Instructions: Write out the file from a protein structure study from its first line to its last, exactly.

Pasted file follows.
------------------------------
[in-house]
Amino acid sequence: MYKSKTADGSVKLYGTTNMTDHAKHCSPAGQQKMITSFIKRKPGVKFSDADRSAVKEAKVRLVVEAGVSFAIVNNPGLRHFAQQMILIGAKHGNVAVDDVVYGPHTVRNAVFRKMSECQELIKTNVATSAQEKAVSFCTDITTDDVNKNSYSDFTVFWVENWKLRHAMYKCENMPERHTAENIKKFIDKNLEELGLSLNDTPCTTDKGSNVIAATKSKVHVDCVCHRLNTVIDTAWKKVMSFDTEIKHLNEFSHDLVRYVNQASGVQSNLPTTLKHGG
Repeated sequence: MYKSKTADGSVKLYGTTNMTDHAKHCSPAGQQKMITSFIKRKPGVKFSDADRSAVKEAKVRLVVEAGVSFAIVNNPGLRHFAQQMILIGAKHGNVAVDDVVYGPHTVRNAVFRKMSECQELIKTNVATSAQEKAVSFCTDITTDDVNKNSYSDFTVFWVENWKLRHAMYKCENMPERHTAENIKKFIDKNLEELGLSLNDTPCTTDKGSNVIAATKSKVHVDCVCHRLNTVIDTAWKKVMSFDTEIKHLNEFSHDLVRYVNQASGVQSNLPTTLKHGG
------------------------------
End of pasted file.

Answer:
[in-house]
Amino acid sequence: MYKSKTADGSVKLYGTTNMTDHAKHCSPAGQQKMITSFIKRKPGVKFSDADRSAVKEAKVRLVVEAGVSFAIVNNPGLRHFAQQMILIGAKHGNVAVDDVVYGPHTVRNAVFRKMSECQELIKTNVATSAQEKAVSFCTDITTDDVNKNSYSDFTVFWVENWKLRHAMYKCENMPERHTAENIKKFIDKNLEELGLSLNDTPCTTDKGSNVIAATKSKVHVDCVCHRLNTVIDTAWKKVMSFDTEIKHLNEFSHDLVRYVNQASGVQSNLPTTLKHGG
Repeated sequence: MYKSKTADGSVKLYGTTNMTDHAKHCSPAGQQKMITSFIKRKPGVKFSDADRSAVKEAKVRLVVEAGVSFAIVNNPGLRHFAQQMILIGAKHGNVAVDDVVYGPHTVRNAVFRKMSECQELIKTNVATSAQEKAVSFCTDITTDDVNKNSYSDFTVFWVENWKLRHAMYKCENMPERHTAENIKKFIDKNLEELGLSLNDTPCTTDKGSNVIAATKSKVHVDCVCHRLNTVIDTAWKKVMSFDTEIKHLNEFSHDLVRYVNQASGVQSNLPTTLKHGG